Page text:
I’m partial to daylight.
So it’s probably no wonder that around this time of year here in the Northern Hemisphere I become fascinated by the wanderings of the sun. And even though I’m way down south in Canada, as these things go — on a line1 with Rome and northern California — I’m still light deprived, getting barely more than nine hours at the moment out of the available 24. At noon the sun only just crests a four storey building. Bah!
Now I know you can’t push the river (until it freezes) — or Sol for that matter. But I find it helps a bit to be able to know in detail what’s happening, the consolation of a geek, I guess. If you’re at all like that, I’ve got a website for you. It’s TimeAndDate.com.
As the name suggests, there’s way more here than a light-lorn Canuck needs, such as stuff on time zones or weather. But people geek out on those data too, so have at it. For me it’s the information on the length of days at my latitude that I enjoy, the sunrise and sunset times. How much more daylight will I gain each day? Will the gains accelerate? And what are all these variations on twilight?
Let’s have a look at these liminal states first, the time of day (or night?) when driving becomes difficult because you can’t see clearly, when, as the old saying went, you can’t distinguish between a dog and a wolf. Cockshut. According to TimeAndDate there are three gradations of this state, each one gloomier than the one before: civil twilight, nautical twilight, and astronomical twilight. Of course, each happens after sunset — after the disk of the sun has dropped beneath the horizon and what light there is comes to us as illumination reflected down from the upper atmosphere, from where the sun is still visible to some degree. (There is, so I’m told, a parallel set of phenomena in the morning, as sunrise approaches and is accomplished; I wouldn’t know; I’m rarely awake at that time.)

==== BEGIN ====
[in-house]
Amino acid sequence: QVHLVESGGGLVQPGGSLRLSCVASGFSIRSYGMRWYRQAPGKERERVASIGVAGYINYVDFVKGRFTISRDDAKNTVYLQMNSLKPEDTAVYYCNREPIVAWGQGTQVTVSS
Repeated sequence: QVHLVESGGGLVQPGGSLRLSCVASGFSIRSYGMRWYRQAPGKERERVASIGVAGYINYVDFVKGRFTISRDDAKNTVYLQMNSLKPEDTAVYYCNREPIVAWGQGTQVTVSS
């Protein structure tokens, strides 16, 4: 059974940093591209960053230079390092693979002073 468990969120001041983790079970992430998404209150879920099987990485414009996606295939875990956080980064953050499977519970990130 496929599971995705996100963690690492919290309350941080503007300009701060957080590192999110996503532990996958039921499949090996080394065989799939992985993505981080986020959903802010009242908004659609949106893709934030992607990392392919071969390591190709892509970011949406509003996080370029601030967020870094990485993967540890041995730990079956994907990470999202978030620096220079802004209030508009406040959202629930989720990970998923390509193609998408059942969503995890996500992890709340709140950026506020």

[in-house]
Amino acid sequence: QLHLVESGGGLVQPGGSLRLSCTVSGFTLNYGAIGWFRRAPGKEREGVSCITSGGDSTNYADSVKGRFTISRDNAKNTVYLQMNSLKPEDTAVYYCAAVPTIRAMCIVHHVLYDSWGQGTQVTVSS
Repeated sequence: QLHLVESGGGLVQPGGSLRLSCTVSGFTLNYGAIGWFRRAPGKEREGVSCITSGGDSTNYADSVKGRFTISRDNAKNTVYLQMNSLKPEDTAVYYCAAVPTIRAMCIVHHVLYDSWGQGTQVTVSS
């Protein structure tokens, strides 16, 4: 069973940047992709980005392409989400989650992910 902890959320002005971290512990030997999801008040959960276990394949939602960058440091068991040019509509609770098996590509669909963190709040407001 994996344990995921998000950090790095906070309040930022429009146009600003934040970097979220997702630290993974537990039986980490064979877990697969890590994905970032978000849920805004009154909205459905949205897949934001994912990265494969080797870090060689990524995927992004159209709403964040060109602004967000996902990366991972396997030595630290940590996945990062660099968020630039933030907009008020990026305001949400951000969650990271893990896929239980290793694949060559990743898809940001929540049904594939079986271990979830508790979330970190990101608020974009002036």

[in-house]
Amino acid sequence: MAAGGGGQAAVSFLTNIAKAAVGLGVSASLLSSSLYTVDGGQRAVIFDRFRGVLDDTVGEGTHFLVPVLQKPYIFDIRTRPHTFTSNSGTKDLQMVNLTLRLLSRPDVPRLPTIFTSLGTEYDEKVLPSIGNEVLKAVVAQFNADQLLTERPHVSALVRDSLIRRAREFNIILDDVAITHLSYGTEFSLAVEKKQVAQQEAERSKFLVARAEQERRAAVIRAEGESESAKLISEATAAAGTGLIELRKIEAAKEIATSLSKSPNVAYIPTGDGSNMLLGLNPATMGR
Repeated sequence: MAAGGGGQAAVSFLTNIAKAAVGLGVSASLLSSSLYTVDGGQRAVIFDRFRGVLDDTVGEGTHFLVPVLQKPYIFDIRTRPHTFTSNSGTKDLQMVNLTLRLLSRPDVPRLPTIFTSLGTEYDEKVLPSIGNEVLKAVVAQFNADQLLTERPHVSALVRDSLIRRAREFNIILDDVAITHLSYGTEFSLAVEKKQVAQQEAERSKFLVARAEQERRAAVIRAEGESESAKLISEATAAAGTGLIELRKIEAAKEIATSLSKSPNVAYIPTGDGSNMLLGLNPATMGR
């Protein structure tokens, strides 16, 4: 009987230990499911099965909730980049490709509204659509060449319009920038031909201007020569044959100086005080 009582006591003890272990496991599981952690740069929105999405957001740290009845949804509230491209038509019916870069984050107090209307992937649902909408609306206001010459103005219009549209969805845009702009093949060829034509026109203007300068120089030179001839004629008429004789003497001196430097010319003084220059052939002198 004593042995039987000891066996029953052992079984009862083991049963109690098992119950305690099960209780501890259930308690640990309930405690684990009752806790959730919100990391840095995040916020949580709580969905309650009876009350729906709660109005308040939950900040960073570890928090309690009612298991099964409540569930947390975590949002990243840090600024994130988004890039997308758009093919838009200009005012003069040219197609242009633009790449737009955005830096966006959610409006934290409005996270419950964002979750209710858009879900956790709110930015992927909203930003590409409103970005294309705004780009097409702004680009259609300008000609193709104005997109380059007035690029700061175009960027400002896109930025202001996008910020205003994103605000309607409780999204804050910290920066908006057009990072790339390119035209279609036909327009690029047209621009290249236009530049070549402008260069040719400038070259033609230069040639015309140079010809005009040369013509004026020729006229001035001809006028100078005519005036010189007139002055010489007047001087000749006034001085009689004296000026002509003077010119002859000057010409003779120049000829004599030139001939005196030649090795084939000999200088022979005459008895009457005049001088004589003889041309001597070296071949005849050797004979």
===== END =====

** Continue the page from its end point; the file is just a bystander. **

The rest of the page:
Civil twilight — here Wikipedia comes to our aid — has a technical definition, as do the others, and a more functional definition as well. As you can see from the diagram that will pop up via this link, each depends on the degree to which the centre of the sun lies below the horizon: 6° for civil, 12° for nautical, and 18° for astronomical. In more mundane terms, civil twilight, lasting about twenty minutes after sunset, is when you can still make out most objects and when some laws would have you start putting on your car’s headlights; nautical twilight occurs when the horizon is lost to sight and navigation must be done otherwise; and astronomical twilight, as you might suppose, is when the sky is dark enough, absent urban lighting, for celestial observations.
But the sun, the sun, visible itself, not in any reflected glory, what about the sun? Since you’re so eager, here’s a chart showing you everything all at once, as it were: when it’s up and when it’s down for all latitudes and all times of year:
The charts at TimeAndDate take things at a more leisurely, i.e. incremental, pace. So simply enter your city in the search box and you’ll get a proper list of sunrise and sunset times as well as the length of each day and the amount of incremental “improvement” (along with degrees of declination etc.). For Toronto I discover that sunrise has been irritatingly set at 7:51 a.m. for four days now and will stay glued to that time for six more days. What’s been happening is that the day has been growing at the other end, pulling up its socks, as it were, by a minute a day. We don’t break the two minute barrier until January 22 and the three minute a day barrier until the far distant date of March 10. Things do start to accelerate, though: the length of the day grows (and diminishes) fastest at the midpoints between the solstices — which is to say, around the equinoxes.
And to close, a little . . . fillip: I knew that there was a Moonlight Serenade, a famous tune by Glenn Miller, and made the title of this Friday Fillip play on that. But I didn’t know until just now that Miller also recorded a Sunrise Serenade. So here’s that song for those long winter nights:
1. You can check out your own sibling cities by entering into the Wikipedia search box your latitude. You have to use a somewhat peculiar syntax. For example, folks in Campbell River, Medicine Hat, and Nipigon would search for [50th parallel north], without the brackets. [back]